In this article I’ll discuss making your data warehouse better. I’ll admit that this is a pretty obvious aspiration, but data warehouses evolve. If they are going to be a success and have some sort of longevity they have to. The focus of this article is to ensure that when you make changes that they enhance your data warehouse and it’s reputation, not diminish them.
Change is good
Change is good. A request to add functionality to your warehouse is great. However, don’t be tempted to shoehorn a change in where it doesn’t fit. You may have new requirements that mean you are considering adding measures or attributes, or adding new objects to the model. Be careful when doing this, and ask some questions:
- Will the changes enhance the user experience or degrade it? Does it make querying the model easier or harder? A simple test here can be just how many lines of SQL you need to write to get a useful query back (one based on actual user requirements), and how complex that query is. Are you having to use sub-queries, temp tables, etc. just to get a useful data set back? If you are you need to think long and hard as to whether the change is really helping the end user.
- How easy will it be to explain the new model? This is a great one to think on. You want your model to be intuitive, and ideally require no explanation to someone that understands the basic concepts of dimensional modelling. If you have to explain how and why the tables link together as they do or how to report accurate results you may well have a problem.
- Are the changes consistent with the existing content in the data warehouse or mart? Is the look and feel of the model affected by this change. If it makes it better then that’s fantastic. If not, how is this change good?
- Will the changes affect existing reports? Will they break existing reports, or even worse changing the numbers that they are reporting. Are you changing the reports but making the underlying SQL simpler to implement and understand?
- Do the changes take you further away from or closer to what your data warehouse should be (see tip #2)?
Where should I put it?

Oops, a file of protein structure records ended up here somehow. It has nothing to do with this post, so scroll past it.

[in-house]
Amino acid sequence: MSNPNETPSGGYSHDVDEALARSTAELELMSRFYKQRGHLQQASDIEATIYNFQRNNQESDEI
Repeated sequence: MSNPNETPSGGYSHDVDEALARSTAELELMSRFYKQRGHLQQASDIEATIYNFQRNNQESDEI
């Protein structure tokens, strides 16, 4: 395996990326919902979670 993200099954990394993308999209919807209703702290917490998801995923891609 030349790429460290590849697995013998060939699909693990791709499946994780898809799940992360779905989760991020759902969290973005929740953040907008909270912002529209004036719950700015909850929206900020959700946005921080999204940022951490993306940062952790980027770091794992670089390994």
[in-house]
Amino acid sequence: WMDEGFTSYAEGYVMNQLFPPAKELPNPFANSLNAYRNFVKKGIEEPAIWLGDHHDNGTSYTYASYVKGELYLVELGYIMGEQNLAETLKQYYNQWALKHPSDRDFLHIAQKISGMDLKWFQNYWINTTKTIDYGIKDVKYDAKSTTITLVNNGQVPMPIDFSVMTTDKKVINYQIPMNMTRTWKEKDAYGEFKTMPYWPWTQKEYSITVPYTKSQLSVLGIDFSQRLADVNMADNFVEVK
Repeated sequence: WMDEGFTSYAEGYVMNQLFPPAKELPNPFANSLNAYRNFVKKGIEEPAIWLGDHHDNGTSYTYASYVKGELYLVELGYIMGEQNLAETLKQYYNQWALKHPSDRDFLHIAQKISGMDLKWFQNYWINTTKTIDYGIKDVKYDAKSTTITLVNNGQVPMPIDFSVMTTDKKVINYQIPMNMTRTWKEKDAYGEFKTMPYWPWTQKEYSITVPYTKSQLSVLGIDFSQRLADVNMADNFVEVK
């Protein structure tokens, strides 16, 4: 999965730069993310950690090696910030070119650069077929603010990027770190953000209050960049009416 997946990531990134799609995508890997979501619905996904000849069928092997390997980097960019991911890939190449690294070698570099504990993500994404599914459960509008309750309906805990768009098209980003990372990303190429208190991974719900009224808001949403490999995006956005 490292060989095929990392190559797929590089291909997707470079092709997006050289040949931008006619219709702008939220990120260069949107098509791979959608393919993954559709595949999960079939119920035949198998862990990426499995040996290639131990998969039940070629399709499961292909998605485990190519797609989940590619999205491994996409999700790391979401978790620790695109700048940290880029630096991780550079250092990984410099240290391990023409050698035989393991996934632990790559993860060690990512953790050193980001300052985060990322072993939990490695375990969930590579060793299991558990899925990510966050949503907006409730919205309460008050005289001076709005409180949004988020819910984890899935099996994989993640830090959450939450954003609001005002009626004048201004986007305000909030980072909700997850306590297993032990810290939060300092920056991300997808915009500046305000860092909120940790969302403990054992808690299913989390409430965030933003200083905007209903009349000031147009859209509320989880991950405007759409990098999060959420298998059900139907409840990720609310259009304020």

You might be tempted to add a column to a fact table. This might be valid and a quick win, but if it changes the granularity of the data or confuses the meaning of the fact table then don’t do it. You might be tempted to add another dimension table in between the existing fact/dimension relationship. You might not know where something should go, or whether it fits in anywhere at all.
You might end up with the snowball effect where one simple and seemingly innocuous change causes another change to be needed. Which in turn…
Don’t trade off the right solution for the quick solution
Everyone loves a quick fix. Life is full of them. The problem is that a lot of them don’t consider the root cause of the problem and only fix the visible symptoms. Quick fixes are synonymous with software and a lot of software projects that I’ve worked on or witnessed are one quick fix built on top of another. Each one only focused on fixing the immediate problem at hand and not considering the wider implications. This can be the beginning of the end of your data warehouse if you aren’t careful. Your data warehouse will live or die by the end user relationship with it, and by implementing short-sighted “quick wins” you may be delivering new functionality, but are you delivering what is best in the long run?
There are legitimate quick wins out there. To be able to turn around a new measure or a new dimension that gives new insights quickly and efficiently can be a big win for your data warehouse solution. However make sure you aren’t painting yourself into a corner.
(Don’t forget the ETL…)
Also be careful about the effect these intended changes have on your ETL. I’ve said before that given a choice the complexity should always live in the ETL, but if you are shoehorning something in where it doesn’t quite fit, be careful. You could turn a nice straightforward data flow into a spiders web of confusion that very few people can understand, let alone maintain.
It’s easy for me to sit here and say don’t shoehorn something in where it doesn’t seem to fit, but I know there are external pressures. If there weren’t external pressures the majority of the software solutions out there wouldn’t have seen the light of day. Without those external pressures to get something delivered developers will tinker with them until they think that they are 100% ready to deliver. Nothing is ever 100% ready to deliver. Deadlines come and you have to ship what you have, whether it’s 85% ready or 65% ready. The point I’m trying to make is that you need to make sure the changes you are making are right for your data warehouse. Sometimes it’s about saying no, but more often it’s about taking a step back and finding the best place for something to go rather than the most straightforward.
If it still doesn’t feel right, discuss it with the person that raised the issue/requirement. What exactly is it that they need? Maybe a quick conversion can change both of your perspectives on it. Maybe it’s just a case of taking a step back from it and taking some time to consider the best solution. Some of the suggestions in tip #4 – trust your instinct may help here.
Remember that your data warehouse lives or dies by the end user relationship with it. So, yes, do something that wows them or gives them some time back during the day. But don’t compromise what you already have just to save a bit of time in the development process. Don’t take what you have and make it slower and clunkier. Build that new fact table, build that new data mart. Make your data warehouse bigger, make it better, make it faster and more intuitive. And if what they want doesn’t fit in with what you already have, well make them a shiny new data warehouse. As always with these things it may take longer in the short term, but it’ll be so much better in the long run.